Article

Adhesion-mediated squamous cell carcinoma survival through ligand-independent activation of epidermal growth factor receptor.

Department of Stomatology, School of Medicine, University of California at San Francisco, Box 0512, Room HSW-604, San Francisco, CA 94143-0512, USA.
American Journal Of Pathology (Impact Factor: 4.6). 11/2004; 165(4):1315-29. DOI: 10.1016/S0002-9440(10)63390-1
Source: PubMed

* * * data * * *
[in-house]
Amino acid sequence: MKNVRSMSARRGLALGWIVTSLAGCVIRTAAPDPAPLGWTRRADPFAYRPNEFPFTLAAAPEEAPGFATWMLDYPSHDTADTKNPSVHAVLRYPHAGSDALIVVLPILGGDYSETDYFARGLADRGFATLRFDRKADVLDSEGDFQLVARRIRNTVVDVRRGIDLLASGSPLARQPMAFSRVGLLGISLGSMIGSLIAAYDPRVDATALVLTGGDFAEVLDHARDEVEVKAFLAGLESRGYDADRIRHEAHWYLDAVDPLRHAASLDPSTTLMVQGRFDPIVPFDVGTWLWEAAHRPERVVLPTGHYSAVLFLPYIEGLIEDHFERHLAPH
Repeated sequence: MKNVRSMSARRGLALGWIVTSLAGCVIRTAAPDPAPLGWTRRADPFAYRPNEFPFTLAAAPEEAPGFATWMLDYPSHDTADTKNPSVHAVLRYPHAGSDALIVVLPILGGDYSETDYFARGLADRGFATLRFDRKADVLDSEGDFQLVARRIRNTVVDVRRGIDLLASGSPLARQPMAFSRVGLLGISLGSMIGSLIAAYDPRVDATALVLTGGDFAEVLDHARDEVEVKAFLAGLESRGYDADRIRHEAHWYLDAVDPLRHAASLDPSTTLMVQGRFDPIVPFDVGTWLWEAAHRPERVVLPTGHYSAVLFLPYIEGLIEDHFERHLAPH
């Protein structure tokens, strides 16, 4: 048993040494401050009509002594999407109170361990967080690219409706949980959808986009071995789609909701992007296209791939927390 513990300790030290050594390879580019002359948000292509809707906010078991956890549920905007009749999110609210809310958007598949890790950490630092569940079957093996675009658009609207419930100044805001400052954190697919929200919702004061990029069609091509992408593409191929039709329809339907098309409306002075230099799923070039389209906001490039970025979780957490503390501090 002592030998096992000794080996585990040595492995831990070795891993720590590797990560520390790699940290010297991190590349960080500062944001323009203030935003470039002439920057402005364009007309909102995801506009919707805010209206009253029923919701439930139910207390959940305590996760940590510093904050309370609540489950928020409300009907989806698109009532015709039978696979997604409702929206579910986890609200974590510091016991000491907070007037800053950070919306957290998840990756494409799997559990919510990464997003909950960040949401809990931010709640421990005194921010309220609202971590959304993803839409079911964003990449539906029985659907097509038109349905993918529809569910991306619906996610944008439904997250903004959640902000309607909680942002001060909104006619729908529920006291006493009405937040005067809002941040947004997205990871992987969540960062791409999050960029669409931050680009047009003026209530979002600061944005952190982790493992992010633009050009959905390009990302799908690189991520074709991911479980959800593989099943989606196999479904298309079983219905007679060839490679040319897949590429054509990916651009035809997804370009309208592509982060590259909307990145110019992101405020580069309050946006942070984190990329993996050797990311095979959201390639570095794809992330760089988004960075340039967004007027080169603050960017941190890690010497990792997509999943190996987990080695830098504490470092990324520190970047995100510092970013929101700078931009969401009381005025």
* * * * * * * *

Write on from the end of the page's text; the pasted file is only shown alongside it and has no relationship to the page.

ABSTRACT The survival and growth of squamous epithelial cells require signals generated by integrin-matrix interactions. After conversion to squamous cell carcinoma, the cells remain sensitive to detachment-induced anoikis, yet in tumor cell aggregates, which are matrix-deficient, these cells are capable of suprabasal survival and proliferation. Their survival is enhanced through a process we call synoikis, whereby junctional adhesions between neighboring cells generate specific downstream survival signals. Here we show that in squamous cell carcinoma cells, E-cadherin-mediated cell-cell contacts specifically induce activation of epidermal growth factor receptor (EGFR). EGFR activation in turn triggers the ERK/MAPK signaling module, leading to elevation of anti-apoptotic Bcl-2. After intercellular adhesion, formation of adherens junctions triggers the formation of E-cadherin-EGFR complexes, correlating with EGFR transactivation. Analysis of the process with a dominant-negative EGFR mutant indicated that activation of EGFR is ligand-independent. Our data implicate cell-cell adhesion-induced activation of EGFR as a cooperative mechanism that generates compensatory survival signaling, protecting malignant cells from detachment-induced death.

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